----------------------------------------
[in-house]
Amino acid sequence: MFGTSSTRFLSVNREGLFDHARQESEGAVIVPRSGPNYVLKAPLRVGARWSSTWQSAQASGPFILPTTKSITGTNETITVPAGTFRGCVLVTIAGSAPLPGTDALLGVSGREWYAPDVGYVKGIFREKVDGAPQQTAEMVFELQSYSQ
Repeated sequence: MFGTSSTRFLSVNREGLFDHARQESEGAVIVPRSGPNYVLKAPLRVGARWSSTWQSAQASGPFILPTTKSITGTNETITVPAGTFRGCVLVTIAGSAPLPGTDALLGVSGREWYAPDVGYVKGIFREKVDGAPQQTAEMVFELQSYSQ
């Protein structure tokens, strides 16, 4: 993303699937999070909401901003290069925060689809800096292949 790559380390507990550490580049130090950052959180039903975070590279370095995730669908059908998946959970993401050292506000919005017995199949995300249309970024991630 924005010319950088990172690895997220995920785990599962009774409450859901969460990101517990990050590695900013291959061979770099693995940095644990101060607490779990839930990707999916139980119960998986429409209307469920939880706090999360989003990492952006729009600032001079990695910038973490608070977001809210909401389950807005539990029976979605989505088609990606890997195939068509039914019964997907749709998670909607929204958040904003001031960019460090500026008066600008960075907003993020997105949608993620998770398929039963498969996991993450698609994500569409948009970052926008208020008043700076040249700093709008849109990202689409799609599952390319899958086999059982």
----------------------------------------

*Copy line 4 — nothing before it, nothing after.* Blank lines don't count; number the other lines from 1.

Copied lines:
């Protein structure tokens, strides 16, 4: 993303699937999070909401901003290069925060689809800096292949 790559380390507990550490580049130090950052959180039903975070590279370095995730669908059908998946959970993401050292506000919005017995199949995300249309970024991630 924005010319950088990172690895997220995920785990599962009774409450859901969460990101517990990050590695900013291959061979770099693995940095644990101060607490779990839930990707999916139980119960998986429409209307469920939880706090999360989003990492952006729009600032001079990695910038973490608070977001809210909401389950807005539990029976979605989505088609990606890997195939068509039914019964997907749709998670909607929204958040904003001031960019460090500026008066600008960075907003993020997105949608993620998770398929039963498969996991993450698609994500569409948009970052926008208020008043700076040249700093709008849109990202689409799609599952390319899958086999059982």